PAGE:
# Application of Scan Line Methodology to Perform Metric Operations in DRC

Introduction

This article describes application of the scan-line method to metric operations in DRC. This method is known to be very fast and it is widely used as a powerful engine in computational geometry algorithms including DRC algorithms [1, p.79]. We show here that the same scan-line based engine can be used for almost all DRC operations which opens very attractive possibilities for optimization of the DRC script execution process. Here we present an approach that allows us to the extend scan-line technique capabilities to make it useful for building algorithms of metric operations. The methodology described here is implemented in Savage DRC .

Formalization of Various DRC Operations as Checking of Distances between Segments

Formalization of Metric Operations
Among all DRC operations we consider those intended to check metric correlations between different objects of topology. Such operations here are referred to as metric operations. Although every topology consists of polygons we suggest to define DRC operations in terms of segments which are edges of the polygons. If we consider only basic metric operations, such as Width, InDistance and OutDistance it is easy to show that for any of them a logical condition C(s1, s2) on segments s1 and s2 could be formulated. Then such operation on some set of polygons reduces to checking of distances between segments (edges of initial polygons) which satisfy the C condition. For example, in case of metric operation Width the simplified condition C(s1, s2) could be formulated as follows: checking of distance between segments s1 and s2 is performed if and only if these segments represent internal edges of the same polygon. Here we consider the "segment" as a data structure which includes not only the pair of points but also the reference to the polygon it belongs to and the side of the segment which lies inside the polygon. Thereafter this data structure is referred to as an extended segment.

Determination of Distance between two segments
We will restrict consideration here only to those DRC operations that check the condition "distance is not less than r units". The distance between two segments s1 and s2 is defined here as length of the shortest segment that connects s1 and s2. Then, for the distance between s1 and s2 to be not less than r units it is necessary and sufficient that no point of segment s2 lies in the neighborhood of radius r around segment s1 (see Figure 1). A similar neighborhood can be easily built for entire polygon, as it equals to external part of the union of neighborhoods of its edges. It could be an internal part of the union for other DRC operations. This kind of neighborhood is most widely used by various DRC programs when it comes to the checking of metric correlations. Figure 1. An example of defining neighborhood of a segment.

Application of Scan-Line Method in Enumeration of Segments Subject to Check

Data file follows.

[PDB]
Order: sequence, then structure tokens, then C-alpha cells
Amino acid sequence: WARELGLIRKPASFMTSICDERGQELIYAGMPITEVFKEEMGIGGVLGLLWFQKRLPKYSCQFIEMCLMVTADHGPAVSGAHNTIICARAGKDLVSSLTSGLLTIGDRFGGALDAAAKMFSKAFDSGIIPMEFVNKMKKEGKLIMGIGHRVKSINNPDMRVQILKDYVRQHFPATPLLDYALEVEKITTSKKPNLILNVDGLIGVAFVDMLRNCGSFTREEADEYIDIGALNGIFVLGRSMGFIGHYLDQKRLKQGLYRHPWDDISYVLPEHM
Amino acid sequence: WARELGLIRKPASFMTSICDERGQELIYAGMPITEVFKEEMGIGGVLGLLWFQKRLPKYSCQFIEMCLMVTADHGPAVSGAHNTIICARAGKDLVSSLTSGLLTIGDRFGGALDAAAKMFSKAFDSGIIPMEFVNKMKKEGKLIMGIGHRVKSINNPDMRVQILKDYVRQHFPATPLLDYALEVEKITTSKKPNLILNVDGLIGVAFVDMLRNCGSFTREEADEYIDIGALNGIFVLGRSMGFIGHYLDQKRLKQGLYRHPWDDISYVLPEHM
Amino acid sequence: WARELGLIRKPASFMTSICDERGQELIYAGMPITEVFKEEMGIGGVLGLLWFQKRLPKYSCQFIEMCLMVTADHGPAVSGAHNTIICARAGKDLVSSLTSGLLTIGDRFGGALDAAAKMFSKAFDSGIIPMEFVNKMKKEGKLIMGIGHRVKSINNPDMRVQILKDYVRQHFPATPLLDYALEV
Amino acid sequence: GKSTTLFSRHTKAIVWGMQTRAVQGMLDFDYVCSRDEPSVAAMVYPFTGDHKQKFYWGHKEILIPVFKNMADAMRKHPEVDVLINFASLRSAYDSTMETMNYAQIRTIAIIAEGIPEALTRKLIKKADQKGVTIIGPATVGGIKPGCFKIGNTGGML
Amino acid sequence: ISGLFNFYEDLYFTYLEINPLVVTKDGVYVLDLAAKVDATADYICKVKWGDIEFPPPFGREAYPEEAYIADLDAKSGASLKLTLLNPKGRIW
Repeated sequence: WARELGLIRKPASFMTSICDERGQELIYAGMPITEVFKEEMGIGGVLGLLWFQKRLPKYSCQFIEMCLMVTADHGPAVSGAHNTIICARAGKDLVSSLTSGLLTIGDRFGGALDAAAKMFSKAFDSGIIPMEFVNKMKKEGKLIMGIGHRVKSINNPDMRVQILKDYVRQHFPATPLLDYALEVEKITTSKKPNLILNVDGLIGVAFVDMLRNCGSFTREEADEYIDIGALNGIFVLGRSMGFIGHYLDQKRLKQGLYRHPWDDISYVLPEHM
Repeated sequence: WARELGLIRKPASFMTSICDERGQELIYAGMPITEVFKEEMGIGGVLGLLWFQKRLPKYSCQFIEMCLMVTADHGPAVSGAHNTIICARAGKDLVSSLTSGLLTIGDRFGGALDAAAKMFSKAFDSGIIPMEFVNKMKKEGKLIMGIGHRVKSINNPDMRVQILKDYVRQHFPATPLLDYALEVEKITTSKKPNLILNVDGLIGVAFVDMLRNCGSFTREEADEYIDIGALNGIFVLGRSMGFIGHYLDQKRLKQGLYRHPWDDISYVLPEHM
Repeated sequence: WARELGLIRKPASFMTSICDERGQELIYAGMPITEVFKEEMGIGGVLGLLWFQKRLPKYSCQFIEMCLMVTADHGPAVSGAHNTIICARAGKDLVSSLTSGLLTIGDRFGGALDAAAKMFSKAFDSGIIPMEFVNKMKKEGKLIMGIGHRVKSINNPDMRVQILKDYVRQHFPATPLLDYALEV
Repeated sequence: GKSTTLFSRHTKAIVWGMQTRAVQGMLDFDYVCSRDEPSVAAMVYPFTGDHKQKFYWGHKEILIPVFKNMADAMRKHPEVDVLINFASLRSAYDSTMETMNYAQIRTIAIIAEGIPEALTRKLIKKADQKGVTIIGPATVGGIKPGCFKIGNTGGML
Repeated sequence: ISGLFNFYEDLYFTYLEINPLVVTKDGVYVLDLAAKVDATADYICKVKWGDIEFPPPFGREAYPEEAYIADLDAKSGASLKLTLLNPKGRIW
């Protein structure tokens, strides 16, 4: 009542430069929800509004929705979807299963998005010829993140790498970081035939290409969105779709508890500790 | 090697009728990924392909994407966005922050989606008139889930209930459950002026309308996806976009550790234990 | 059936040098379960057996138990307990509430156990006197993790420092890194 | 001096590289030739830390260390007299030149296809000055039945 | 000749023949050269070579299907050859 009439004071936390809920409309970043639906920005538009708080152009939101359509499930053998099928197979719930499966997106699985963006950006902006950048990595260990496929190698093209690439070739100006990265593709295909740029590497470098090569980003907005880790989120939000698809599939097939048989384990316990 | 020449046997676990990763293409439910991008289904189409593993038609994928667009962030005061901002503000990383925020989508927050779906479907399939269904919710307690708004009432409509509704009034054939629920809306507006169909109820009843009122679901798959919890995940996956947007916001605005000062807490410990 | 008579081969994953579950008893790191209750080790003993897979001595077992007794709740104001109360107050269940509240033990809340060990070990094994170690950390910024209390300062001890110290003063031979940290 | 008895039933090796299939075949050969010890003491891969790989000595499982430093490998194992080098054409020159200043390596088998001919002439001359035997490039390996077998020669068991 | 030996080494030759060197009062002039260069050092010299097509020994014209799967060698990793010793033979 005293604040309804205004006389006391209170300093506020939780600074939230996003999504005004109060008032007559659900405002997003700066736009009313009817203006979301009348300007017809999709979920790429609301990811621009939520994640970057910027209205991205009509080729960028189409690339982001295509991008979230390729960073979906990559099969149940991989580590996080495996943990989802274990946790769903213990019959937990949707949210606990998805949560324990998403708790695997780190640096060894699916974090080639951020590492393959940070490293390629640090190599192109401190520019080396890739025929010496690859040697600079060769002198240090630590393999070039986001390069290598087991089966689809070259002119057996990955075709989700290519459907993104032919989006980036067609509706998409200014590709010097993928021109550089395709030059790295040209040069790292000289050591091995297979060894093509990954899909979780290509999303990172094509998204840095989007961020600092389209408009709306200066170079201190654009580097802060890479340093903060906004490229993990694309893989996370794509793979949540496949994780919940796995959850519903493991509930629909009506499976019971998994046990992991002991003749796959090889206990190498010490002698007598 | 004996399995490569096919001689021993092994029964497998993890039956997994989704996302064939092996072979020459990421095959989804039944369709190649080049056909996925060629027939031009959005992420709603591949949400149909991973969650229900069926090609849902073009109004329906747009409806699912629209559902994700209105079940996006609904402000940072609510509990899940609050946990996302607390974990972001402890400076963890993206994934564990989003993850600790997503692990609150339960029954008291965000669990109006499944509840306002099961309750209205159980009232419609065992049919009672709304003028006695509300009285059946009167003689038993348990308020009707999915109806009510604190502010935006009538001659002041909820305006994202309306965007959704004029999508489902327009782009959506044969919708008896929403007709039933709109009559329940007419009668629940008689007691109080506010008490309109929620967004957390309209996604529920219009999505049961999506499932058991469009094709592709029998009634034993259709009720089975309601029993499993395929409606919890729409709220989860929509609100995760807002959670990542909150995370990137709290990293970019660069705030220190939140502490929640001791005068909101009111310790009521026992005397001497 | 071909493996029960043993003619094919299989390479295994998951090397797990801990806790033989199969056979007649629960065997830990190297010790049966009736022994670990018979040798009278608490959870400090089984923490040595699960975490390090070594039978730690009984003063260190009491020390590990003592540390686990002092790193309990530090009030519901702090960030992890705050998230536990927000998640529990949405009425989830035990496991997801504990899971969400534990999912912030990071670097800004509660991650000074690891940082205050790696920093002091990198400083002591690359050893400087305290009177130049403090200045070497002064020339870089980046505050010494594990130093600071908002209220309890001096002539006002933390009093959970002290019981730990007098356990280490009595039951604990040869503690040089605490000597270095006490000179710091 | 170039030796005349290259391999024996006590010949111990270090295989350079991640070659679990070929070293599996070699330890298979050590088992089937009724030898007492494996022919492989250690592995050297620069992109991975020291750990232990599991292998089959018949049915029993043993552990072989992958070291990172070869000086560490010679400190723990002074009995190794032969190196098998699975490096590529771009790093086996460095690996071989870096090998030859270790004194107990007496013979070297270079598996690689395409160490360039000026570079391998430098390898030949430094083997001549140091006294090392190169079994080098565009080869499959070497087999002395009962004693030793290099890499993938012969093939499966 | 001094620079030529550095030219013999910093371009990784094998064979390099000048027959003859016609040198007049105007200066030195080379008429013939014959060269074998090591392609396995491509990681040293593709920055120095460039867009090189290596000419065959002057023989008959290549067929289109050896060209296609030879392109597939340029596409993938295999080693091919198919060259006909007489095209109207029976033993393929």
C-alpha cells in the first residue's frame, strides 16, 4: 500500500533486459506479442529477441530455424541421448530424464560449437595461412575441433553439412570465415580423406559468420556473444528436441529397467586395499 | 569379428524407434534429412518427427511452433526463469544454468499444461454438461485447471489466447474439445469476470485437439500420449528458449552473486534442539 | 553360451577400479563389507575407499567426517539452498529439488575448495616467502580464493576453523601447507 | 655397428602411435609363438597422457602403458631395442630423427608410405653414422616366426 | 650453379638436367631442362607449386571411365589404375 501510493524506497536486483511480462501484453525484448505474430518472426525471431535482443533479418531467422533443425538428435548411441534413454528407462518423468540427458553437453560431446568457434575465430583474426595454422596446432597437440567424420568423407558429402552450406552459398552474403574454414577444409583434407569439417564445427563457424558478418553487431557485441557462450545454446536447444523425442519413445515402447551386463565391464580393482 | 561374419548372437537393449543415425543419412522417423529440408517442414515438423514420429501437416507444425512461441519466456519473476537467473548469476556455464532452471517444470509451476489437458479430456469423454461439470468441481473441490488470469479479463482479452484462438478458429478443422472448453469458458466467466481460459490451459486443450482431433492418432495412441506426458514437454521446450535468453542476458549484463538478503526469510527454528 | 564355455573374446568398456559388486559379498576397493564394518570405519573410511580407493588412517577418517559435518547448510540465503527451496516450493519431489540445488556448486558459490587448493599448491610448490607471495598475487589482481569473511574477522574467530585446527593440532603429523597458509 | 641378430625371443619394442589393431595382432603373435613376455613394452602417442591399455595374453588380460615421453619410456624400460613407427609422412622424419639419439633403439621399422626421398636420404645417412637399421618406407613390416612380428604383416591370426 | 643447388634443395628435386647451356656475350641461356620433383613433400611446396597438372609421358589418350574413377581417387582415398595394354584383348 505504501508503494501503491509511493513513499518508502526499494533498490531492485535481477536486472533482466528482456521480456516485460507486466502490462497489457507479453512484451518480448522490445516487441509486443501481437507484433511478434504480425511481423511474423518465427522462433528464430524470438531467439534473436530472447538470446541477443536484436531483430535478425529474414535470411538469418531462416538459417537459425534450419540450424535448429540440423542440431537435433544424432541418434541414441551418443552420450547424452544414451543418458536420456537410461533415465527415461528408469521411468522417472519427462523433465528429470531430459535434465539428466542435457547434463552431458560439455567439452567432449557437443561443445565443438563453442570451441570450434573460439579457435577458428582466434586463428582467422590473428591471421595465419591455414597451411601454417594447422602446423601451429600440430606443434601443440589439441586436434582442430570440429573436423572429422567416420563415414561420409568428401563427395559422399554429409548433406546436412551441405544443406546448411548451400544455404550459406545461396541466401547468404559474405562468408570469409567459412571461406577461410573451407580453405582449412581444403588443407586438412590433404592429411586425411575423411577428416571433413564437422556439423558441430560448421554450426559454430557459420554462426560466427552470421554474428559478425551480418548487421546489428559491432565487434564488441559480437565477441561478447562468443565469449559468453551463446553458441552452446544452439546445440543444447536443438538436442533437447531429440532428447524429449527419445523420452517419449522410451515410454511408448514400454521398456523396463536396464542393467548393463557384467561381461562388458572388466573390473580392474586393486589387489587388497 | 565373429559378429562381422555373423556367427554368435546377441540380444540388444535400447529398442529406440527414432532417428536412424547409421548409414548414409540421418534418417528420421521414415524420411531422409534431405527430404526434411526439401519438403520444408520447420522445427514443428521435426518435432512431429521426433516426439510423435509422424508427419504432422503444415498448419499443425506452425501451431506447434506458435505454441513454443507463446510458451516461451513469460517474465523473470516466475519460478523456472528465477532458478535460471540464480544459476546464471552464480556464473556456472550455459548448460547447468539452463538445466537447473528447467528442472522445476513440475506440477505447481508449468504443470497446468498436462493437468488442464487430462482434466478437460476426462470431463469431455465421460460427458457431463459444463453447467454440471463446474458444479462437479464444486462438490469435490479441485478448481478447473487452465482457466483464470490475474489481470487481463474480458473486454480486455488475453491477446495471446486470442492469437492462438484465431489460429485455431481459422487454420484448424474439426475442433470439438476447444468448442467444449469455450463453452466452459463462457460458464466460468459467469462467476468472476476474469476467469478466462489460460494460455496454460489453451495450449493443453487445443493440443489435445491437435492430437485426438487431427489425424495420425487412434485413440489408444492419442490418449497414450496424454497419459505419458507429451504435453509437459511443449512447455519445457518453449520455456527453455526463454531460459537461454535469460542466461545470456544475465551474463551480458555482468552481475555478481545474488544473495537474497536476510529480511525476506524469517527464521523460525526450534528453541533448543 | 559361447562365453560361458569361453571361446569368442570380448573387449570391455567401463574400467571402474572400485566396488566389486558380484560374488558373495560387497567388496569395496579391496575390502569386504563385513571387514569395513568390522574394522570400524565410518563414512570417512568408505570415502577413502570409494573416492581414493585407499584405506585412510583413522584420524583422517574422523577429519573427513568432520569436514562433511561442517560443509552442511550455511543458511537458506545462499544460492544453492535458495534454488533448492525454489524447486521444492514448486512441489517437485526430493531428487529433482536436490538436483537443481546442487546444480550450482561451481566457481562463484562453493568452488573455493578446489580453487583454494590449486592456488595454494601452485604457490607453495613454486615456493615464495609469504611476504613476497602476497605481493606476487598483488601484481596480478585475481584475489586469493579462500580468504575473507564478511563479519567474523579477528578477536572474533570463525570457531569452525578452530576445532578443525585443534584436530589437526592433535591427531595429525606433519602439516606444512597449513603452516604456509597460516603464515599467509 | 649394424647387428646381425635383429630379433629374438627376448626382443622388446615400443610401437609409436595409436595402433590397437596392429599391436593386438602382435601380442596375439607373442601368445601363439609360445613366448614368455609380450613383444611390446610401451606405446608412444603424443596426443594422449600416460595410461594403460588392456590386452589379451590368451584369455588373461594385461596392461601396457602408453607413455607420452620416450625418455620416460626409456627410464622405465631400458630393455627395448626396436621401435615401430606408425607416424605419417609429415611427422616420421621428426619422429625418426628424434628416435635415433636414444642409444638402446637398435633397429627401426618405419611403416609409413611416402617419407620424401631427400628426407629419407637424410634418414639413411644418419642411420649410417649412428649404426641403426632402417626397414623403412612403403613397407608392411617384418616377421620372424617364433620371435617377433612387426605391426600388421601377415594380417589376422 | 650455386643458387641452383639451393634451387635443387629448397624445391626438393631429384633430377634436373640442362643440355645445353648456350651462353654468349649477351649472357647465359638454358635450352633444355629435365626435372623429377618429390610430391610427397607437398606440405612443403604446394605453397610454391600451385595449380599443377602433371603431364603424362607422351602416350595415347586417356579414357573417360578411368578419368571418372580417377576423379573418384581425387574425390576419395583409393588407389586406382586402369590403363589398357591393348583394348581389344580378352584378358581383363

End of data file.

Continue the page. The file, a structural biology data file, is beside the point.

Structure of scanning algorithm
Consider the building of an algorithm that checks DRC metric correlations which is based on scan-line technique. It is known that this technique could be naturally used to build algorithms for DRC operations from Logic and Select groups [1, p.110] or for determination of all the points where polygons of topology intersect each other [1, p.85]. Therefore it can be shown that considering the initial topology as a set of extended segments it is possible to divide the algorithm of DRC operations into two distinct modules: the universal abstract algorithm of scanning of topology with horizontal line and the block of calculation of these operations. The output of the first module is the input of the latter one and the data exchange between these modules occurs at only one point in which the scanning algorithm calls the block of logic operations once for each scanning level passing there piece of information called scan-line status [2, p.11]. The scan-line status is defined as pair (y, S) consisting of vertical coordinate of scan-line and set S of all segments of topology that intersect the scan-line including those segments which lie on the scan-line with one or both of their ends (see Figure 2). Let us assume that coordinates (x1, y1, x2, y2) of every segment in set S satisfy the condition y1 < y2. Scan levels are defined by endpoints of segments and their intersection points. In order to perform DRC metric checks it is necessary to analyze information within some neighborhood of every object of topology. In our case those objects are extended segments. It is easy to see that the information that constitutes the scan-line status defined above is not sufficient for exhaustive analysis of neighborhoods of all segments from the status. Therefore it is important to find a generalization of scan-line algorithm that allows implementation of Logic or Select operation as well as metric operations. It is also important to inherit the module structure of the original algorithm to the new one. Figure 2. Scan line status at a given moment is defined
as the set of segments intercepting the scan line.

Scan-stripe technique

The scan approach Savage employs differs from the original one only in organization of information about scan-line status. The scanning itself is carried out the same way as before. But while the original scan-line status (namely, set S) includes only those segments that intersect the line, the generalized status includes segments that have common points with a horizontal stripe which bottom border coincides with the scan-line and which width is equal to r, where r is the parameter of the metric operation. Thereafter this new status is referred to as status of scan-stripe of width r (see Figure 3). The three elements (y, r, S) describe scan-stripe status. Obviously, when r = 0 scan-stripe status coincides exactly with status of corresponding scan-line. As before, scan levels are defined by endpoints of segments and their intersection points. It is easy to demonstrate that in order to reveal for every scanning level with scan-stripe status (y, r, S) all the violations of DRC metric correlations in given topology it is sufficient to consider only neighborhoods of radius r of segments from so called subset of active segments of set S (denoted as P(S)) and check if these neighborhoods are intersected by any other segments from set S. Subset of active segments of set S consists of non-horizontal segments from S that lie inside scan-stripe with one or both of their ends: